December 6, 2019
OK, Who’s Responsible for OK, Boomer?
By Marie Ostarello, Vice President : Creative Director at KidGlov
It’s time that we as marketers and advertisers stepped up and took some responsibility here.
Our American culture and belief systems are formed by the messages that bombard us, wherever they come from—family, friends, teachers, films, news outlets, music and, yes, maybe even more so advertising. That is, in part, because it’s our business to make messages stick, to make jingles hum for days in our brains, to understand the mindsets of our target audiences and then re-shape them.
It is our intention to influence how people think and act.
Which begs the self-reflected question: are we as marketers complicit in this widening generation gap, the divisiveness between generations that has stoked the “OK, Boomer” public squabble between Millennials and Baby Boomers?
And, if we are complicit, are we also responsible? And by that I mean are we responsible for turning this around? For making amends? For narrowing the gap? Those in a conscious culture must look at themselves and see the part they are playing, whether intentional or not. I’d suggest we marketing folks do exactly that.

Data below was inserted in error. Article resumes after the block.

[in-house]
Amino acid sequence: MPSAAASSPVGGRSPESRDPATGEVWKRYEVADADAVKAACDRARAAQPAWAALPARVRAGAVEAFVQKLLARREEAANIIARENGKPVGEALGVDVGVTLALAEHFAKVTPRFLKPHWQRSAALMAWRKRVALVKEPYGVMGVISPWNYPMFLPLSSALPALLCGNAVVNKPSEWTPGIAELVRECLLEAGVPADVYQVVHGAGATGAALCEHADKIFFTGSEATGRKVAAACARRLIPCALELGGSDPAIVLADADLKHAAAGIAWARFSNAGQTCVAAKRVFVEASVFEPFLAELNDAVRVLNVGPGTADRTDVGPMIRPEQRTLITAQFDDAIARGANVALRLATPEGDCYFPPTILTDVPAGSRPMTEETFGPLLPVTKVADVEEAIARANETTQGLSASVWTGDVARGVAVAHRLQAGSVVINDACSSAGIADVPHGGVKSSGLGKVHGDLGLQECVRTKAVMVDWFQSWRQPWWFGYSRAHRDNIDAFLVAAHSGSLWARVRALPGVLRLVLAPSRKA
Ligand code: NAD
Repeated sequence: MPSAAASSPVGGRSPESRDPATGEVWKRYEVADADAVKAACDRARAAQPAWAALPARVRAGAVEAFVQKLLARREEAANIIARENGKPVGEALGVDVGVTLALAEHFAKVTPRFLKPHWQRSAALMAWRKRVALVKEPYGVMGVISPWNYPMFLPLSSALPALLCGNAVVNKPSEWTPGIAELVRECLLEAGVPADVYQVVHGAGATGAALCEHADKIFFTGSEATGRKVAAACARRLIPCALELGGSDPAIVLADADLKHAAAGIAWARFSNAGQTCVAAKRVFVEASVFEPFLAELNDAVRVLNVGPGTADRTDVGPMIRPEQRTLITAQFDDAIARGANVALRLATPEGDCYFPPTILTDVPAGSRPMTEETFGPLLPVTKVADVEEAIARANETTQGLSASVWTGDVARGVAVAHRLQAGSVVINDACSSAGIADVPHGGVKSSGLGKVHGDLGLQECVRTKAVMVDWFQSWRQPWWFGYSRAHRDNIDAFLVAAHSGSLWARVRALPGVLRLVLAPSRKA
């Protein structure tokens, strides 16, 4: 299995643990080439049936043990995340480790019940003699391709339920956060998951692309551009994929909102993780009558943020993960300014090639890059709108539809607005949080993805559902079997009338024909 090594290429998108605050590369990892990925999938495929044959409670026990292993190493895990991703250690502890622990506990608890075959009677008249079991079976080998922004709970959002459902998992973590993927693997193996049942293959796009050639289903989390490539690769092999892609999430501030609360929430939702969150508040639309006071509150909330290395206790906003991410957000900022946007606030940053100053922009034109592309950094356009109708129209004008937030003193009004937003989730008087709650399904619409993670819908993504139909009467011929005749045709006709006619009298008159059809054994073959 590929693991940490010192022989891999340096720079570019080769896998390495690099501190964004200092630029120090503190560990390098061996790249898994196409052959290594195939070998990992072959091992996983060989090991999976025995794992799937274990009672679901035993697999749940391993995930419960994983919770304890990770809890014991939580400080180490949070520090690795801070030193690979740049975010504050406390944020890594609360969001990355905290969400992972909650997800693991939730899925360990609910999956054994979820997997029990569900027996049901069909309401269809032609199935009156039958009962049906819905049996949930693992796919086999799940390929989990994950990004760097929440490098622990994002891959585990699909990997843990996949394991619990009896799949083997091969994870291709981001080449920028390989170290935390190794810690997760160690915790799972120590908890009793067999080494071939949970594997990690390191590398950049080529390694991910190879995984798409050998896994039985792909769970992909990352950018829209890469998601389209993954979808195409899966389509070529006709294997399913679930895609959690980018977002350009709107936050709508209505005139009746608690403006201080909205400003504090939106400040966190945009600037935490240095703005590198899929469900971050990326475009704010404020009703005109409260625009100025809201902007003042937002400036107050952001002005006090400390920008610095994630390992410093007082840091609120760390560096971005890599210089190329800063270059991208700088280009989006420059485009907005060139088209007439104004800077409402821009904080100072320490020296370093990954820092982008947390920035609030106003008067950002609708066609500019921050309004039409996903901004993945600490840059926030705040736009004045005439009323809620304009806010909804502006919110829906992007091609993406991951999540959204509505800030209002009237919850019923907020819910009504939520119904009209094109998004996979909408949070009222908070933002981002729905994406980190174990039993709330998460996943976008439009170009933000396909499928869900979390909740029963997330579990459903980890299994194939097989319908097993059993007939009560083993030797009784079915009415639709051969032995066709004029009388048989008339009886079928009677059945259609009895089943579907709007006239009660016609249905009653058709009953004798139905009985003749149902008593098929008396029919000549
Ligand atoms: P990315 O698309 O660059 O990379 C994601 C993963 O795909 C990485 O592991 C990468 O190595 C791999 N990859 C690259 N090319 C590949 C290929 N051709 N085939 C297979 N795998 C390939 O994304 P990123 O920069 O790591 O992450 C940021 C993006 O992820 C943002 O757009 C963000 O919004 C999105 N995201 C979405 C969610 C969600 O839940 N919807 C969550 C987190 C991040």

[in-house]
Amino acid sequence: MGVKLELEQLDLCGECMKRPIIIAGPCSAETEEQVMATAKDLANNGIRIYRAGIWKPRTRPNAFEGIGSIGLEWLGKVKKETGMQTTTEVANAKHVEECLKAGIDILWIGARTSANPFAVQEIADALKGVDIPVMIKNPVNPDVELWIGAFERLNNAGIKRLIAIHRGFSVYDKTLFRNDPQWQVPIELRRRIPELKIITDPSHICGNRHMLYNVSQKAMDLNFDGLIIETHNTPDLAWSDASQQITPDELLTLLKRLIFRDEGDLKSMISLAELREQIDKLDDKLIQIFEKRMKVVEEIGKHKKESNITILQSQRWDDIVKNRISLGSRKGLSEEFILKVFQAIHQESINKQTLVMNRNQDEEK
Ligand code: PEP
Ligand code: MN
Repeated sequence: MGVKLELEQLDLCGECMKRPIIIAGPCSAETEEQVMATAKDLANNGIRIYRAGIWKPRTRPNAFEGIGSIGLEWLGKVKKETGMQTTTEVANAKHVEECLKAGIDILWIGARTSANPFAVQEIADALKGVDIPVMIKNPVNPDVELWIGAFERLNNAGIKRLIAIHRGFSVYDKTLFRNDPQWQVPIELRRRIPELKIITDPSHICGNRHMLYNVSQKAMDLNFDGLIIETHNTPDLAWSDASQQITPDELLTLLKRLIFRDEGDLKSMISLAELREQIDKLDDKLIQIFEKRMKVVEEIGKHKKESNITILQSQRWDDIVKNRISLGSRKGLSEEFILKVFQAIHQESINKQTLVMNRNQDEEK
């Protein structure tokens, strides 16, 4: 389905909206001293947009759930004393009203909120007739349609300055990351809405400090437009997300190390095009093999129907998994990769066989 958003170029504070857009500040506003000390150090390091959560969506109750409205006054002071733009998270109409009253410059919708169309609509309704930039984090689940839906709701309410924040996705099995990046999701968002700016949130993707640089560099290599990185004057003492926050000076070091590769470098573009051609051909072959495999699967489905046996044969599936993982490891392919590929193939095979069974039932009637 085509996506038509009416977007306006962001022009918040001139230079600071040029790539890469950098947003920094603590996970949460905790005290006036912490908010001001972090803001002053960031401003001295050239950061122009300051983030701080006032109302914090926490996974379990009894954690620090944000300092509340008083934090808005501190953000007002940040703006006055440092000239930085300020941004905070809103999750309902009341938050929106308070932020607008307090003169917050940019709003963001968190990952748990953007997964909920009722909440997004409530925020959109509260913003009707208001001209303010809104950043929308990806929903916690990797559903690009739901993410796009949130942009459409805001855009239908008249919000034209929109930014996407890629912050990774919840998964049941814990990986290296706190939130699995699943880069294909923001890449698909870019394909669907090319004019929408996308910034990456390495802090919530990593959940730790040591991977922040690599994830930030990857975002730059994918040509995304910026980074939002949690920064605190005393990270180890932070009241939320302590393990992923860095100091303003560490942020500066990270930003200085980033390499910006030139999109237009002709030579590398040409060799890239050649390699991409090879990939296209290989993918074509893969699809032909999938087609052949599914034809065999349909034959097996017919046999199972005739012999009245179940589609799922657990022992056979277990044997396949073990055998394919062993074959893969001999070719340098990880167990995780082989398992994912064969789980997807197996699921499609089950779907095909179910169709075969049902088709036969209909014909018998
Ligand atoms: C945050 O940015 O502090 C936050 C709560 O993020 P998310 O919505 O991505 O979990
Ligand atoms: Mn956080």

We are, and we know it, partly responsible for the glorification of youth and the condescension or—at the very least—the “invisible-ization” of older adults. We have been known to celebrate that a toddler today can become an influencer and condone as normal that any kid can become “a brand” if they can get enough people to follow them on Instagram or TikTok. Our fashion and cosmetics models have gotten younger and younger, while older adults are often left out of beauty-product imagery or are targeted with age-appropriate clothing, anti-aging serums and miraculous pharmaceuticals that’ll have them awkward-dancing with a lawnmower.
Granted, there’s more at work here reinforcing these perceptions than just advertising. America is the culture that created teen superstar Billie Eilish (and I admit, I’m a fan), who was quoted in Rolling Stone as saying, “I’m never gonna be 27—that’s too old.” I’m sure many in her generation agree. Imagine the shock they will feel when they turn 30.